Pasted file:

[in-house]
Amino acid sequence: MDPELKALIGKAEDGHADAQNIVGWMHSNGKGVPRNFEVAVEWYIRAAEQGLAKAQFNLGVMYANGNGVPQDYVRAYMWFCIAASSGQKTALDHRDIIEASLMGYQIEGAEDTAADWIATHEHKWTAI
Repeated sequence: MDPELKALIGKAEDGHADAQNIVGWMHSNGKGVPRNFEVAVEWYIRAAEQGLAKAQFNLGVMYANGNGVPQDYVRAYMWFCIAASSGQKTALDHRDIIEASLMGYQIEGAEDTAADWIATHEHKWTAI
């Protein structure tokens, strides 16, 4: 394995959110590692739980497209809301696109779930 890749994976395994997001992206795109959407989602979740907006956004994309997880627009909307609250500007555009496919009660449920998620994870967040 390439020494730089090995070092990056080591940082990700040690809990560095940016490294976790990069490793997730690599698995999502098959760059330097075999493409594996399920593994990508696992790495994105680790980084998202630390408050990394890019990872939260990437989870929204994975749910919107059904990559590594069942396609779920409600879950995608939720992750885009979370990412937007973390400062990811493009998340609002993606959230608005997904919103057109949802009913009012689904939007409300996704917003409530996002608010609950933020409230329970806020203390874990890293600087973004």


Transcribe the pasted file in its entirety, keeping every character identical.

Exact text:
[in-house]
Amino acid sequence: MDPELKALIGKAEDGHADAQNIVGWMHSNGKGVPRNFEVAVEWYIRAAEQGLAKAQFNLGVMYANGNGVPQDYVRAYMWFCIAASSGQKTALDHRDIIEASLMGYQIEGAEDTAADWIATHEHKWTAI
Repeated sequence: MDPELKALIGKAEDGHADAQNIVGWMHSNGKGVPRNFEVAVEWYIRAAEQGLAKAQFNLGVMYANGNGVPQDYVRAYMWFCIAASSGQKTALDHRDIIEASLMGYQIEGAEDTAADWIATHEHKWTAI
């Protein structure tokens, strides 16, 4: 394995959110590692739980497209809301696109779930 890749994976395994997001992206795109959407989602979740907006956004994309997880627009909307609250500007555009496919009660449920998620994870967040 390439020494730089090995070092990056080591940082990700040690809990560095940016490294976790990069490793997730690599698995999502098959760059330097075999493409594996399920593994990508696992790495994105680790980084998202630390408050990394890019990872939260990437989870929204994975749910919107059904990559590594069942396609779920409600879950995608939720992750885009979370990412937007973390400062990811493009998340609002993606959230608005997904919103057109949802009913009012689904939007409300996704917003409530996002608010609950933020409230329970806020203390874990890293600087973004």